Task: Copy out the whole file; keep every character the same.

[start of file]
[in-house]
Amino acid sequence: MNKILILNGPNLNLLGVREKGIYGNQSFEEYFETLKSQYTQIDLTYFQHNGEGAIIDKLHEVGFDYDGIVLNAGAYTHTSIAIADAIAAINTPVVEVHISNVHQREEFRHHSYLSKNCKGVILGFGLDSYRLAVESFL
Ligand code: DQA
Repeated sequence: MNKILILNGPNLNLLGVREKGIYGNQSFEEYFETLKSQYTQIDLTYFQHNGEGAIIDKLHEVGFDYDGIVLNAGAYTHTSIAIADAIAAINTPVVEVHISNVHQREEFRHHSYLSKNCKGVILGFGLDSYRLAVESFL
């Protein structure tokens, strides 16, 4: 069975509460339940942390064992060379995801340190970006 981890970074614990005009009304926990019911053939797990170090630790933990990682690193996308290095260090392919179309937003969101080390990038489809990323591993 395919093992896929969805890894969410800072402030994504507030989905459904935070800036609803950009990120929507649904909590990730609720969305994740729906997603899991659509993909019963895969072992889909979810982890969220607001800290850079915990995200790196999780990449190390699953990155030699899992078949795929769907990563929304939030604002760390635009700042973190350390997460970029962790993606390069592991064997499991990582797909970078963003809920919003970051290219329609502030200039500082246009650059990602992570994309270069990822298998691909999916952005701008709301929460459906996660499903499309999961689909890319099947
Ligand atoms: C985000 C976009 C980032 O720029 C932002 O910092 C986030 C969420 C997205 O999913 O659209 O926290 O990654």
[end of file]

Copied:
[in-house]
Amino acid sequence: MNKILILNGPNLNLLGVREKGIYGNQSFEEYFETLKSQYTQIDLTYFQHNGEGAIIDKLHEVGFDYDGIVLNAGAYTHTSIAIADAIAAINTPVVEVHISNVHQREEFRHHSYLSKNCKGVILGFGLDSYRLAVESFL
Ligand code: DQA
Repeated sequence: MNKILILNGPNLNLLGVREKGIYGNQSFEEYFETLKSQYTQIDLTYFQHNGEGAIIDKLHEVGFDYDGIVLNAGAYTHTSIAIADAIAAINTPVVEVHISNVHQREEFRHHSYLSKNCKGVILGFGLDSYRLAVESFL
């Protein structure tokens, strides 16, 4: 069975509460339940942390064992060379995801340190970006 981890970074614990005009009304926990019911053939797990170090630790933990990682690193996308290095260090392919179309937003969101080390990038489809990323591993 395919093992896929969805890894969410800072402030994504507030989905459904935070800036609803950009990120929507649904909590990730609720969305994740729906997603899991659509993909019963895969072992889909979810982890969220607001800290850079915990995200790196999780990449190390699953990155030699899992078949795929769907990563929304939030604002760390635009700042973190350390997460970029962790993606390069592991064997499991990582797909970078963003809920919003970051290219329609502030200039500082246009650059990602992570994309270069990822298998691909999916952005701008709301929460459906996660499903499309999961689909890319099947
Ligand atoms: C985000 C976009 C980032 O720029 C932002 O910092 C986030 C969420 C997205 O999913 O659209 O926290 O990654």